Pine beetle guide for homeowners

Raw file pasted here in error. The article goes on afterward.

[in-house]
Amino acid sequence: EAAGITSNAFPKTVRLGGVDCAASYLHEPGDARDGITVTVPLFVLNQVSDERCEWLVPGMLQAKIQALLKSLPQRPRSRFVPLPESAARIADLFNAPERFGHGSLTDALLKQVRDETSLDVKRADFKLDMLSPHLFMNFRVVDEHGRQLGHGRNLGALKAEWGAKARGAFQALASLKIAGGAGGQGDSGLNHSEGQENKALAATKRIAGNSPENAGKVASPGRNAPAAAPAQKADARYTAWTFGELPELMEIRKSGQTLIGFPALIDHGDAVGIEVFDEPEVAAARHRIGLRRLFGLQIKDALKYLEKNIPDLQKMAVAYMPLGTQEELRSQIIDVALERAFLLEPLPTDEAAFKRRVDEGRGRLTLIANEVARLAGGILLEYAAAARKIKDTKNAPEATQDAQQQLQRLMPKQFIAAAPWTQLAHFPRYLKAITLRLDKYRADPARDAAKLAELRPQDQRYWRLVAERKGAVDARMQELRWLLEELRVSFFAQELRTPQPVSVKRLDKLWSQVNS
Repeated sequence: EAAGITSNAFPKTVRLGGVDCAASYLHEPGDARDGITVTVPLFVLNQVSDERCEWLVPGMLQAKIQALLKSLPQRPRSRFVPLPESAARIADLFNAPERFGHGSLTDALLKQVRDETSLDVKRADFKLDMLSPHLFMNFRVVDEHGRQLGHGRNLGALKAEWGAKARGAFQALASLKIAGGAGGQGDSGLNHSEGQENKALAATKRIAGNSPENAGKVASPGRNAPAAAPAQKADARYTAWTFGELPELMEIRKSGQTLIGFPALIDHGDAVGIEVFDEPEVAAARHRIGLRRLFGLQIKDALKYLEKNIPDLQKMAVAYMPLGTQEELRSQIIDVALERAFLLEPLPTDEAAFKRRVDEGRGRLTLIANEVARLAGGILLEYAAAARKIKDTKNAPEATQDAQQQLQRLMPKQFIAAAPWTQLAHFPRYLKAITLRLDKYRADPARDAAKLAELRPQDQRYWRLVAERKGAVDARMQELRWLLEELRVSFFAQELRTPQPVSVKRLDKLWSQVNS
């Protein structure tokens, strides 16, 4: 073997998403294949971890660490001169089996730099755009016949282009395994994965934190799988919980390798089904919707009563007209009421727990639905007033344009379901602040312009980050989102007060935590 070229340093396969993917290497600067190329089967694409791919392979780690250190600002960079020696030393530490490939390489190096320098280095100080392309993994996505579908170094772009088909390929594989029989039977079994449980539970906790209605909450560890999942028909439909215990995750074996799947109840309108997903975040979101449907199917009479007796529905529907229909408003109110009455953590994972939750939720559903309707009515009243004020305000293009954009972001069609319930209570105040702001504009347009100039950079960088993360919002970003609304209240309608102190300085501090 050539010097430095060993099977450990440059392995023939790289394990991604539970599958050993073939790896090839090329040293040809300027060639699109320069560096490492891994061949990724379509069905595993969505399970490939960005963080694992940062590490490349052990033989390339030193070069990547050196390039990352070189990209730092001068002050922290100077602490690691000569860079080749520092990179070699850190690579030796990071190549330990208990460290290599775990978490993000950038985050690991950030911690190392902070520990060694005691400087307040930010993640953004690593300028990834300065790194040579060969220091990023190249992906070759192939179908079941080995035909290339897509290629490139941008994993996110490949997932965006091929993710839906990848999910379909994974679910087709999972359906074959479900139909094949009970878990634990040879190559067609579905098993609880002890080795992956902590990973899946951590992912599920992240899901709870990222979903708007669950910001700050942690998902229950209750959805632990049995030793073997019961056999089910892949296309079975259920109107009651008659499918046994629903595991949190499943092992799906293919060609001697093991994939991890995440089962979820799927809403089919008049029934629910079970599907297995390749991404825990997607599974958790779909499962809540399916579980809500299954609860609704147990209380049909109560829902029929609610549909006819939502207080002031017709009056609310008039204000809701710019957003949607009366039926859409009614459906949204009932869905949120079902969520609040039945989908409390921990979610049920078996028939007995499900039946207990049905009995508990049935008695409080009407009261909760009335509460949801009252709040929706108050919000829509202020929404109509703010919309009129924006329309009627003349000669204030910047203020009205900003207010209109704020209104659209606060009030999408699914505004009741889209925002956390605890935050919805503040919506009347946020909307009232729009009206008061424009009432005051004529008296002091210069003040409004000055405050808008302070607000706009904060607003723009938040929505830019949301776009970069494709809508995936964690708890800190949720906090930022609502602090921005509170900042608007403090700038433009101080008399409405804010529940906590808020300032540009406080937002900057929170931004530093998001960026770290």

This summer’s pine beetle infestation already has homeowners busy cutting trees and protecting their neighborhoods from the potential for fire, but it’s obvious that not everyone is helping the situation.This week, we received a call from a Breckenridge woman, who said after they stacked the cut trees in their front yard, some hauled the wood away to use as firewood. When they approached the culprits, the log-stealers denied it would have any impact to their neighborhood and, “They were just doing their job.”Compare this with another story, where a man said they accidentally stored a beetle-infested log in their garage last summer, and after killing hundreds of dead beetles, it was December.These are resilient bugs, and once the beetle-kill trees have been cut, they need to be disposed of properly – by destroying the trees. If the tree is dead and showing obvious signs of exit wounds, it will not be problematic. If the tree is still alive, and the bugs have not exited the tree, it could be in its most dangerous condition.The idea is to keep the bugs from spreading unnecessarily, even though much of the infestation is outside human control. But neighborhoods that are bug-free should be aware not to store beetle-infested trees for firewood, or to buy beetle-infested wood from irresponsible companies, as they will unknowingly have brought the plague into close range.Luckily, our Pine Beetle Task Force is working hard to produce a guide for homeowners, which spells out everything from the impact to National Forest land, to how homeowners can spray to prevent further infestation. The print edition will publish in the Summit Daily on Friday, June 8, but the online section is currently live at http://www.summitdaily.com/pinebeetle. We encourage everyone to use this as a resource and, if the opportunity presents itself, to thank the Pine Beetle Task Force, including Sandy Briggs and Howard Hallman for all their work in producing the guide, as well as Rick Newton with the U.S. Forest Service, Summit’s fire mitigation officer Patti Maguire, and Summit’s noxious weed expert, Lisa Taylor, as well as all the contributors, advertisers and sponsors displayed inside.
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